Whipps, Comerford back moratorium on forest cutting

  • Wendell State Forest STAFF FILE PHOTO


  • Comerford  STAFF FILE PHOTO

Staff Writer
Published: 1/30/2019 11:12:22 PM

WENDELL — Despite a firm “no” from the state, protestors aren’t giving up on preventing public lands from being logged. 

The groups RESTORE: The North Woods and Wendell State Forest Alliance are now supporting a bill, authored by protestor Janet Sinclair and sponsored by state Rep. Susannah Whipps, I-Athol, that seeks to preserve state forests for a number of reasons, including fighting climate change and providing recreation. 

“The bill would preserve 13 percent of the state’s land base and 21 percent of forest lands, including large contiguous landscape blocks that are needed to avert plant and animal extinctions, and offer safe havens for humans and wildlife alike,” according to the website savemassforests.com, which serves as a platform for the protest groups.

The bill, HD.3500, specifies that “public welfare” requires “rehabilitation, maintenance and protection of forest lands,” to conserve water, improve the conditions of wildlife and recreation and “optimize carbon sequestration.” It does not call for halting removing of trees on state-owned lands, but specifies that reasons for doing so should include recreation and ecological health. 

In Wendell, the protesters have spoken out against a plan to log approximately 16 acres of an 80-acre old oak stand in Wendell State Forest. The protestors have cited an Oct. 7, 2018 report from the United Nations’ Intergovernmental Panel on Climate Change that states forest preservation is crucial to fighting climate change because of carbon sequestration.

The old oaks that will be logged in Wendell sequester carbon and, therefore, should not be removed, and the project would disturb a nearby population of rare Jefferson salamanders, protestors say. The protesters stood along Route 2 in Erving throughout the fall and delivered a petition with 1,148 signatures to Gov. Charlie Baker calling for the Wendell project to be canceled. In addition to the Wendell State Forest petition, a new petition calling for an immediate moratorium on logging any state-owned lands has just under 800 signatures.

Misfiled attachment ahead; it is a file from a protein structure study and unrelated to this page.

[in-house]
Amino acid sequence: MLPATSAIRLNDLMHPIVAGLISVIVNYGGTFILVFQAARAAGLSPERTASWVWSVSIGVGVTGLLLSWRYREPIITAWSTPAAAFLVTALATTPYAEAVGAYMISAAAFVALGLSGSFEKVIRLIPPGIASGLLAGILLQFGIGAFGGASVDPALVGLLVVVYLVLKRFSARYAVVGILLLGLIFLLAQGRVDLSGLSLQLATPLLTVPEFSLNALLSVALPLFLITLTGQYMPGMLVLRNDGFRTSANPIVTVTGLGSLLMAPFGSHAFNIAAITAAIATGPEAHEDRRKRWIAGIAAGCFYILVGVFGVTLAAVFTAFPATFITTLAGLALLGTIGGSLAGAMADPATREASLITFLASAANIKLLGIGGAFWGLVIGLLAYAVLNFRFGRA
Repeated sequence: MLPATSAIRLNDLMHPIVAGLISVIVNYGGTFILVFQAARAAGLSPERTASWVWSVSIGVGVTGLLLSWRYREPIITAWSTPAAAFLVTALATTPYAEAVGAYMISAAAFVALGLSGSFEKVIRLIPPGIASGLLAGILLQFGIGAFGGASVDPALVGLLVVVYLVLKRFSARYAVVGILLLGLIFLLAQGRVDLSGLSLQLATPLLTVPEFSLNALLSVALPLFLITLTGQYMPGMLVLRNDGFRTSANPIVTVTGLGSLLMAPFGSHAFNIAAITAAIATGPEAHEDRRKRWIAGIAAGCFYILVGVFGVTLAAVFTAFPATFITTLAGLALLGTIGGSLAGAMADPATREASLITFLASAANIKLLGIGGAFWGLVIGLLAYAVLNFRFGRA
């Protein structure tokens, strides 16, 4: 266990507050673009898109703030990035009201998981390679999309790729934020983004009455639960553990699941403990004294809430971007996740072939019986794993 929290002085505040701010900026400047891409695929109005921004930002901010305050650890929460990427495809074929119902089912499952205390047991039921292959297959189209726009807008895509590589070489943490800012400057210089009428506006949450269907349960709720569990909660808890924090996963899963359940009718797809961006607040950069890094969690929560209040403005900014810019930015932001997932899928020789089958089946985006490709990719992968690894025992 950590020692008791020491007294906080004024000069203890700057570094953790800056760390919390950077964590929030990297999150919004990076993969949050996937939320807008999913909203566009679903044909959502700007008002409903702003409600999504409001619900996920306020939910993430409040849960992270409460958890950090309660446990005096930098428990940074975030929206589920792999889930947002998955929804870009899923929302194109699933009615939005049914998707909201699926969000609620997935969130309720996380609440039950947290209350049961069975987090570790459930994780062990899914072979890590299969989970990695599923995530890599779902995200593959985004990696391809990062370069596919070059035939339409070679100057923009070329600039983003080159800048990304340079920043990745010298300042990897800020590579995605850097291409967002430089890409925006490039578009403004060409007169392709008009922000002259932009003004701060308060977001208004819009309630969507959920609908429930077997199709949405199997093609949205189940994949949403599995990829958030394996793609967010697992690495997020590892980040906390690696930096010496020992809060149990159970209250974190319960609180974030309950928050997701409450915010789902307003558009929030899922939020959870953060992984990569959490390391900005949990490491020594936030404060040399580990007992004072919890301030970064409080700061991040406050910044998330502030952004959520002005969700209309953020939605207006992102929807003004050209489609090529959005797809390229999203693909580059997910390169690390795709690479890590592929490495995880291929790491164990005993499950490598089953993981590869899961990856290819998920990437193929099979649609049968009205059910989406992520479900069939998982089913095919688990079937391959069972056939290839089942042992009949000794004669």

The bill is the latest effort, and has political support via sponsorship from Whipps. State Sen. Jo Comerford, D-Northampton, has also thrown her support behind the group. At a Jan. 12 rally at Wendell State Forest, a letter from Comerford was read aloud, in which she said she was “deeply alarmed” by government inaction on climate change, and she vowed to “not yield until constituents have the answers they need,” regarding logging and environmental protection. 

“It is hereby declared to be the policy of the Commonwealth that all lands devoted to forest growth shall be kept in such condition as shall not jeopardize the public interests, and that the policy of the Commonwealth shall further be one of cooperation with the landowners and other agencies interested in forestry practices for the proper and profitable management of all forest lands in the interest of the owner, the public and the users of forest products, while ensuring the highest standards of sustainable forestry and native biodiversity protection,” the bill reads. 

The state’s Department of Conservation & Recreation has pushed back against the group. While recognizing that carbon sequestration is helpful in preventing climate change, the DCR also asserts that forest management in places like Wendell State Forest will be best for the long-term health of the forest. 

In October, DCR Commissioner Leo Roy gave a presentation before the Wendell Selectboard, in which he said it’s helpful to have trees that are of different ages, reaching their peak age for sequestering carbon at different times. Therefore, “selective” cutting should occur so that the forest does not become too homogenous and is healthiest in the long run, Roy said. 

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